Teach the Earth > Geophysics > Interpreting and Teaching with Tomograms > Overview

Workshop Overview

What does the inside of our planet look like? Because light does not travel through solid rock, we will never know the answer to this question. However, the images from seismic tomography have given us deep and profound insights into the structure, composition, and dynamically driven motions of the crust, mantle, and inner core. These images, traditionally "red and blue," map out the anomalous structure of the solid Earth and form the basis of our hypotheses as to the workings of our planet. All of the images created from seismic tomography, the "tomograms," share in common their representation of large numbers of seismic signals. However, the similarity ends there. Many different kinds of seismic data are used, such as body waves, surface waves, normal modes, and ambient seismic noise. Seismic travel times are usually used, but seismic amplitudes are also used. Scales of resolution also vary, ranging from shallow near-surface images to whole mantle tomograms. The purpose of this workshop is to bring together seismologists who work regularly with seismic tomography with geoscientists and geoeducators who would like to incorporate more seismology into their classes, research, and advising. Topics that will be addressed include: The different kinds of seismic tomography; resolution of tomograms; interpreting tomograms (in terms of temperature, composition, mineral phases, partial melt, water content, mineral grain size, etc.); tomographic inversions; different data types used; sensitivity kernels for wave paths; using tomograms to identify dynamic structures; crustal imaging and industry tomography; etc.

Presenters will likely include:

  • Rick Aster, New Mexico Tech University
  • Jesse Lawrence, Stanford University
  • Jeroen Ritsema, University of Michigan
  • Michael Ritzwoller, University of Colorado
  • Jeroen Tromp, Princeton University
  • Suzan van der Lee, Northwestern University
  • Lara Wagner, University of North Carolina
  • Michael Wysession, Washington University
The format of the first four sessions will be a series of whole-group presentations and demonstrations using the Elluminate teleconferencing software. We will also provide listservs and closed, web-based workspaces to help individuals and small groups to work on the development and review of instructional activities related to seismic tomography.

Workshop Goals

The goals of this workshop are to:

  • Create a diverse collection of seismic tomography visualizations that demonstrate the range of seismological practices that generate and interpret tomograms;
  • Demonstrate cutting edge advances in seismic tomography research and provide participants with understanding in the range of seismic tomography practices, how tomograms are created, what their strengths and limitations are, and how they interpreted in terms of Earth structure, composition, and dynamics;
  • Develop effective teaching practices using seismic tomographic methods and images, including the development of teaching activities and demonstrations that are appropriate for different instructional levels and using current results of learning science that inform learning through the use of seismic tomography;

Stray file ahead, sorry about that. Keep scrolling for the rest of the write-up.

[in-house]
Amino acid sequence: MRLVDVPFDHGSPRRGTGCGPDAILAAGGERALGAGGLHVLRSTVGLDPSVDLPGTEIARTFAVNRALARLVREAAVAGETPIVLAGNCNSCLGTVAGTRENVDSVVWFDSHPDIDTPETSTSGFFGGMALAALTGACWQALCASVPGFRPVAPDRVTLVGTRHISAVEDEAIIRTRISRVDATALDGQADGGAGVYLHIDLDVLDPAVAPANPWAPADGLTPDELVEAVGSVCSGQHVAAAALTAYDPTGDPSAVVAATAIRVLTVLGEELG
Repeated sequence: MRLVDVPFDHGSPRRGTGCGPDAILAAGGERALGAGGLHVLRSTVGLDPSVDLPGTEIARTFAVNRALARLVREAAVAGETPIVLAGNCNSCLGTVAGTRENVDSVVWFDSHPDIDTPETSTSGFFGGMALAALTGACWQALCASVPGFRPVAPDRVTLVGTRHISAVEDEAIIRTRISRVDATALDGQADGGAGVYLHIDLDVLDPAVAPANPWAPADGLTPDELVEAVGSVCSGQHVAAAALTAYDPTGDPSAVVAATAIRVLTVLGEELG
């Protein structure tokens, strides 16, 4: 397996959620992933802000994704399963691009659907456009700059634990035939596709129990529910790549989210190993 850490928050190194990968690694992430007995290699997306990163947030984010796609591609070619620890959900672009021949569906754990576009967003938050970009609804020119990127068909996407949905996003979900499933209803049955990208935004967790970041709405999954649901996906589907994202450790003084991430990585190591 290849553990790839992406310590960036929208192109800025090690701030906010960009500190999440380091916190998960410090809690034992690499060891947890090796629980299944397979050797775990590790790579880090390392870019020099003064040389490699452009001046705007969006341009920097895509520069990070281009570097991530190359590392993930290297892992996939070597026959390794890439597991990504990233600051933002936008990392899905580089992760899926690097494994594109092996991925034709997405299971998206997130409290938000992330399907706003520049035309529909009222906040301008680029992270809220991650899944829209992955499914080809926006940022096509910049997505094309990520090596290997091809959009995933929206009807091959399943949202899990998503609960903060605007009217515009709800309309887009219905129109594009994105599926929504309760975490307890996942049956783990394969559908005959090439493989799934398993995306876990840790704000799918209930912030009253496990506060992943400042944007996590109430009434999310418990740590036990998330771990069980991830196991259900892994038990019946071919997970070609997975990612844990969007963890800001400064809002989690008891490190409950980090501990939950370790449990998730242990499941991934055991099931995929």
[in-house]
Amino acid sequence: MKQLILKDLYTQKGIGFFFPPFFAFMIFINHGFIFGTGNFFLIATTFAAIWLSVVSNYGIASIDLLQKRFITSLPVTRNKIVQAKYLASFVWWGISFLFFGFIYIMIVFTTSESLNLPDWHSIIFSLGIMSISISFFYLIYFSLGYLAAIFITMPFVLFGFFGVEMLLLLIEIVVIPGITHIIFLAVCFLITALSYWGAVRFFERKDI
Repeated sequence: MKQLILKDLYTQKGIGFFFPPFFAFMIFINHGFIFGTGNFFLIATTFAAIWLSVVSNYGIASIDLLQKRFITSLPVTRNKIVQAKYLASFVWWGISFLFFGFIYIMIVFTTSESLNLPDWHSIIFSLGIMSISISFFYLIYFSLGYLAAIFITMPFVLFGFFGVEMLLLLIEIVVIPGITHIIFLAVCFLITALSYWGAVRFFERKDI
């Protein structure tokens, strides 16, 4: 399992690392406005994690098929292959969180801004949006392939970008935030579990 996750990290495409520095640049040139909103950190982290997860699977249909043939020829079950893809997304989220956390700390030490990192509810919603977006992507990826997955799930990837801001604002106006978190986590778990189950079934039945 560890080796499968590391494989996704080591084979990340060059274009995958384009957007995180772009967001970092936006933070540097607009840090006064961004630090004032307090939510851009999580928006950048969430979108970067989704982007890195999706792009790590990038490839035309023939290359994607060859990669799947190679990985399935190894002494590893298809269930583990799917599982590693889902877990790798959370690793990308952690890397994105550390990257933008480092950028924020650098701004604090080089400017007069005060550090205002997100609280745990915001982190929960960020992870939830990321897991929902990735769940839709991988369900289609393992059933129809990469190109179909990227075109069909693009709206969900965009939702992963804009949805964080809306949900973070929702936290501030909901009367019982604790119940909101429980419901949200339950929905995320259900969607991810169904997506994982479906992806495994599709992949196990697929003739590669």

• Demonstrate to participants the use of a variety of seismological software codes that can produce seismic tomographic images through an inversion of seismic data of different forms.


The workshop will take place in 6 2-hour sessions throughout April and May of 2013. The online sessions will be 12 to 2 pm on April 3, 10, 17, and 24 and May 22 and 29. Presentations will be recorded in the case that participants cannot attend the workshop on a particular date. The first four online sessions will include presentations and demonstrations from a series of invited speakers who are experts in the areas of seismic tomography. The final two sessions will provide the workshop participants opportunities to present and share their own ideas and approaches and to review and design teaching activities around selected seismic tomography topics.

Who Should Attend?

  • Geoscience instructors who would like to incorporate modern principles and products of seismic tomography research into their courses at all levels;
  • Geoscience faculty who are interested in learning how to use seismic tomography programs;
  • Data providers from seismic networks and Education and Outreach managers from seismic networks;
  • Post-docs and graduate students interested in pursuing careers in these areas (as space permits).


Participants are expected to:

  • Prior to the workshop - become familiar with the instructional materials currently available in the existing modules from the previous workshops on "Teaching Geophysics and Understanding Deep Earth" and "Visualizing Seismic Waves for Teaching and Research;" organize seismic tomographic images and/or concepts that participants plan to share with the group; submit existing activities and course descriptions related to seismology.
  • During the workshop - plan to participate in all sessions, including the whole-group presentations in May; plan, design, develop, and review new teaching activities inspired by the course material, done either individually or in groups;
  • After the workshop - continue to help develop and review the new instructional activities; make these activities available on the workshop website; advertise the availability of these and other existing related resources to the larger community.


Workshop Registration Fee: $95 (NAGT Members receive a discounted rate of $50. Learn more about becoming a member.)

For More Information

For more information, please contact Michael Wysession (michael@mantle.wustl.edu) or John McDaris (jmcdaris@carleton.edu).

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